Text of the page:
Tyler Tobolt photo

ambulance photo

Tyler Tobolt photo

Pierce fire truck photo

Tyler Tobolt photo

Pierce fire truck photo

Tyler Tobolt photo

ambulance photo

Tyler Tobolt photo

ambulance photo

Tyler Tobolt photo

Pierce fire truck photo

Tyler Tobolt photo

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Bartlett ambulance for sale

This from Kevin Griffin:

Bartlett Ambulance for sale

ambulance for sale

Former Bartlett FPD ambulance for sale. Fenton Fire photo

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An excellent article describing the use of auto-aid

The Courier-News has an article which discusses the physical growth of the City of Elgin and describes how, through automatic-aid agreements the fire department provides service to all areas of their district.

If you live or travel at the edges of Elgin’s boundaries and you’re involved in an accident, need an ambulance or have a fire at your home, there’s a chance the Elgin Fire Department might not be the first responder on the scene.

And there are good public safety reasons for that.

The Elgin department has a number of agreements with other departments and fire protection districts to help ensure that the response to the emergency in question is as prompt as possible.

Elgin Fire Chief John Fahy explained that automatic-aid agreements are approved by the city council and allow for the closest unit, regardless of jurisdiction, to be dispatched to calls for services involving the fire departments or fire districts in question, along with the units from the area of jurisdiction.

Some automatic agreements have been long-standing, such as one between Elgin and the South Elgin & Countryside Fire Protection District. Elgin’s need for them grew as the city and other local towns expanded their boundaries farther out and in sometimes geometrically odd shapes.

That left public safety and public works departments with new areas to cover that could be a good distance from existing stations or headquarters.

In Elgin’s case, the city spread west in patches, as far north as Randall Road and Route 72 between West Dundee and Gilberts; as far south as Silver Glen Road near South Elgin and St. Charles; and northwest toward Pingree Grove. At the same time, to its east, new subdivisions in Bartlett and Hoffman Estates were built closer to Elgin.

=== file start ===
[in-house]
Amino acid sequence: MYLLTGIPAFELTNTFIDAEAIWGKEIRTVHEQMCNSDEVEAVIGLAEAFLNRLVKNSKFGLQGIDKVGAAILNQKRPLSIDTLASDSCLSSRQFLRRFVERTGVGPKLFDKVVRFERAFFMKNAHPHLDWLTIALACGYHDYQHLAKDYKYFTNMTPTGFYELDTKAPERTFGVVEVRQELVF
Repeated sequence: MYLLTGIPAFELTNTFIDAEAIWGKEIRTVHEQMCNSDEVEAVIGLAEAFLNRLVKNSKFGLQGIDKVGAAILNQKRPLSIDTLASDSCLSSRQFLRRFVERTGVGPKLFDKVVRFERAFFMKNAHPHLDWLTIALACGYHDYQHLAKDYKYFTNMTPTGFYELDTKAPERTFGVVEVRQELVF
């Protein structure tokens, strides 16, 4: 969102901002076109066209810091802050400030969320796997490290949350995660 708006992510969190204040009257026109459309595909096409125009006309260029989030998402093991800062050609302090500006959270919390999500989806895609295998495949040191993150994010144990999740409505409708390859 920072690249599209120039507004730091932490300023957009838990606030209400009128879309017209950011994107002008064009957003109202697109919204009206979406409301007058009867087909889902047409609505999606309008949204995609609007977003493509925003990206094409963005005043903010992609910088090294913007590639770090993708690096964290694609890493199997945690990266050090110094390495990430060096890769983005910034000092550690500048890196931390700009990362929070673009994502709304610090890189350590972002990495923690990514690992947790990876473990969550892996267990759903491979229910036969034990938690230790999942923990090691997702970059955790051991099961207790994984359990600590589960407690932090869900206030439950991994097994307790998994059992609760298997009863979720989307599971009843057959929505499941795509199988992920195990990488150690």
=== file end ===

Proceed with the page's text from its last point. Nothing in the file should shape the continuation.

As such, Fahy said, “We can’t cover things the way we used to do.” Automatic-aid agreements “are the future of meeting such community needs.”

Elgin now has automatic-aid agreements that are reciprocal in nature with no fewer than six other fire protection agencies, some Elgin has sought, some other entities have initiated.

Examples of automatic-aid agreements initiated by other departments with Elgin include one with the East Dundee Fire Protection District to cover the area north of Interstate 90 and off Route 25. That includes Max McGraw Wildlife Foundation and the Milk Pail Restaurant that are in fire district’s boundaries and Elgin’s area that includes the Lexington Inn and business sites off Brandt Drive.

Another is with the South Elgin district, in part so that a pocket of the district near Elgin Community College that is closer for Elgin to handle has faster initial responses.

Farther west, “Crawford and McDonald roads coverage is with South Elgin, as they have a station on McDonald,” Fahy said.

In recent years, Elgin has initiated automatic-aid agreements with the village of West Dundee and its fire department to handle the area north of Interstate 90 along Route 31. It includes hotels and an apartment complex that are in West Dundee, and a gas station and industrial and office space near St. Sophia Greek Orthodox Church in Elgin.

An automatic-aid agreement with Rutland-Dundee Fire Protection District is set up in part to cover north of I-90 off Randall Road. The area includes The Grove business area with its numerous restaurants and the Northwest Corporate Park behind it in Elgin. The village of Sleepy Hollow is just across Randall to the east, and the busy intersection of Route 72 and Randall Road is on the north end.

“We respond to Rutland-Dundee in Sleepy Hollow as well as to the Gilberts subdivision off of Big Timber in return for their 72 and Randall coverage,” Fahy said.

“Our automatic-aid agreement with the Pingree Grove & Countryside Fire Protection District is strictly west on Highland Avenue to cover Highland Woods and along Plank Road where the city annexed the Jack Cook Park.”